Akron is the 10th-best city in America for retirees, according to SeniorAdvice.com, an outfit that identifies itself as “a leading online information resource and advocacy group for seniors and their caregivers.”
Among other things, they love our location:
“Less than a mile south of Cleveland and Lake Erie, Akron is one of the most affordable cities on our list.”
Perhaps I'm ready for a caregiver myself, because I was under the impression that we are a bit farther south than that.
But this group says it came to its conclusions after “an extensive study performed on every city in the United States.” So who am I to question the findings?
I just worry that people who move to Akron in retirement won't enjoy living that close to the lake when the cold winter winds begin to blow.
A publicist for the University of Akron's law school read with extra interest my column about the arrogant, ignorant officials at Oberlin College who were hit with the biggest defamation award in Ohio history after they falsely accused the owners of a fifth-generation bakery of being racists.
“In your (admirable) piece about the Oberlin College lawsuit,” wrote Pat Gallagher, “you mentioned that the Gibson family's team of eight lawyers bested the 11 representing Oberlin. Here is a hometown fact: Of the Gibsons' eight lawyers, five were trial attorneys, and all five were graduates of the University of Akron School of Law.”
Take a bow Lee Plakas (class of 1976), Brandon McHugh ('16) and Jeananne M. Ayoub ('18) from the firm Tzangas Plakas Mannos, and Owen Rarric ('02) and Matthew Onest ('11) from Krugliak, Wilkins, Griffiths & Dougherty.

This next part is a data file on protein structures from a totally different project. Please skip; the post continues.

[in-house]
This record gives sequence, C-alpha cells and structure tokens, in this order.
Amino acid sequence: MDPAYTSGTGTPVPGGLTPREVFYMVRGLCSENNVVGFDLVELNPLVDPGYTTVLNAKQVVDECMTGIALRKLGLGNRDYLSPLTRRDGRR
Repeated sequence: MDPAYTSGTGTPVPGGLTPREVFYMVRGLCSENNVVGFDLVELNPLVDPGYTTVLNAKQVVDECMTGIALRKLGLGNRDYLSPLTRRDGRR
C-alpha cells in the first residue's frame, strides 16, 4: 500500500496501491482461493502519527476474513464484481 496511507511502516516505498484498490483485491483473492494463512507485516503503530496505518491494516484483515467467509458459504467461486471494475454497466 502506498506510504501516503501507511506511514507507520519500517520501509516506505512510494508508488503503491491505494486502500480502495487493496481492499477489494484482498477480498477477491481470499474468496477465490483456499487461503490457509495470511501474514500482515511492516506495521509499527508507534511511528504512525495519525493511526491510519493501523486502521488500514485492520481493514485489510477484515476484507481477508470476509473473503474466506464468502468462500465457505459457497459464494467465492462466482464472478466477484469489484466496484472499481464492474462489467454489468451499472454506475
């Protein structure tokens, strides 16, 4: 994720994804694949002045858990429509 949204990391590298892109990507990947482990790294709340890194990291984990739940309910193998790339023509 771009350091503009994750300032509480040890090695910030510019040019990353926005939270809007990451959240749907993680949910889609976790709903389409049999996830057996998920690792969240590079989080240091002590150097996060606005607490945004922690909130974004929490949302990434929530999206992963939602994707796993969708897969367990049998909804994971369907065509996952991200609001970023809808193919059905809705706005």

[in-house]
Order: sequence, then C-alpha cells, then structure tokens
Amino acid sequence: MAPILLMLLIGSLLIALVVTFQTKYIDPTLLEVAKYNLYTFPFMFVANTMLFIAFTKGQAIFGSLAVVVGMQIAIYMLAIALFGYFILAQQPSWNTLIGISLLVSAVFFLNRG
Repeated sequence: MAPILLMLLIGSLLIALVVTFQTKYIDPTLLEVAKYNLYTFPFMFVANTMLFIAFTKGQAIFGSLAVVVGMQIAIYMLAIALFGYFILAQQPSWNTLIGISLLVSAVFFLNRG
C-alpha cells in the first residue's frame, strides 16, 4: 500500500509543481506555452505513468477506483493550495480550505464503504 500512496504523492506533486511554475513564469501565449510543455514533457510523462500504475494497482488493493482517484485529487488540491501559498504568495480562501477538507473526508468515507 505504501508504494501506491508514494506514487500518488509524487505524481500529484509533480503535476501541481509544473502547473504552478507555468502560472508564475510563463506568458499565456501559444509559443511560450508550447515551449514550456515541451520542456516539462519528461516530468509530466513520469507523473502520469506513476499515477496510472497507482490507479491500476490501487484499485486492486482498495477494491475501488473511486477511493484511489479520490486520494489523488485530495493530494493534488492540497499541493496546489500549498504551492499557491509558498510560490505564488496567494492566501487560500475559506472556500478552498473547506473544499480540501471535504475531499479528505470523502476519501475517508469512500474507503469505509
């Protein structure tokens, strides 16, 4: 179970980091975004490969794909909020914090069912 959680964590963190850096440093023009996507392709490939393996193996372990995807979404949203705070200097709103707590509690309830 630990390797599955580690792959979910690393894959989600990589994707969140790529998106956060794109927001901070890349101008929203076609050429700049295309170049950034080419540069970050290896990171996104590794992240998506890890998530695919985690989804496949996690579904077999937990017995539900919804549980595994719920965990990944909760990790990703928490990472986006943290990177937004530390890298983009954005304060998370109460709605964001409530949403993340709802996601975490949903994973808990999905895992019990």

And speaking of that landmark case, the judge recently awarded the plaintiffs $6,271,395 in attorney fees and another $294,136.79 in litigation expenses.
God forbid we round off that last 79 cents.
John Durkos of Stow applauded (figuratively speaking) when he read a complaint in one of my columns about people who click “reply to all” in large email groups when responding with something worthless, such as "Thanks for the info."
Says Durkos: “There's another email issue that's annoying.
“In my job [marketing highway-safety products], very frequently I am exchanging emails with government folks — state Departments of Transportation and the Federal Highway Administration.
“There is a high-ranking government official who I communicate with three or four times a month. It never fails, no matter if the email is of high importance or just trivial, that I get his email with a request for read receipt [a request to acknowledge that the recipient has read the email].
“WHY is it ALWAYS so important for him to know I read his stinkin’ email?
“When the box appears to select 'yes' or 'no' to let him know whether I read it, sometimes I select 'no.' "
Great minds think alike. I usually click “no” before I send my return message just to mess with the self-absorbed sender.
Our history maven, Mark J. Price, spends an absurd amount of time looking through dusty archives for fun stuff for his “This Place, This Time” column, which runs every Monday.
It was during one of those forays that he happened across this amusing item, which he shared with his second-favorite columnist.
It was an advertisement in the July 6, 1935, edition of the Beacon. I guess you could say it was a forerunner of the long-running “Miss One-Day Garages” ad campaign mounted half a century later.
A company located at 669 E. Exchange St. in Akron headlined its ad, “Stained Wood Shingles.” It offered: “Garage materials. Finest quality. Lowest prices in Akron. Expert contractors furnished to build if desired.”
Name of the company: Yoho & Hooker Lumber Co.
Which isn't as amusing as when the Cleveland Browns employed a wide receiver named Fair Hooker, but amusing nonetheless.
Bob Dyer can be reached at 330-996-3580 or firstname.lastname@example.org. He also is on Facebook at www.facebook.com/bob.dyer.31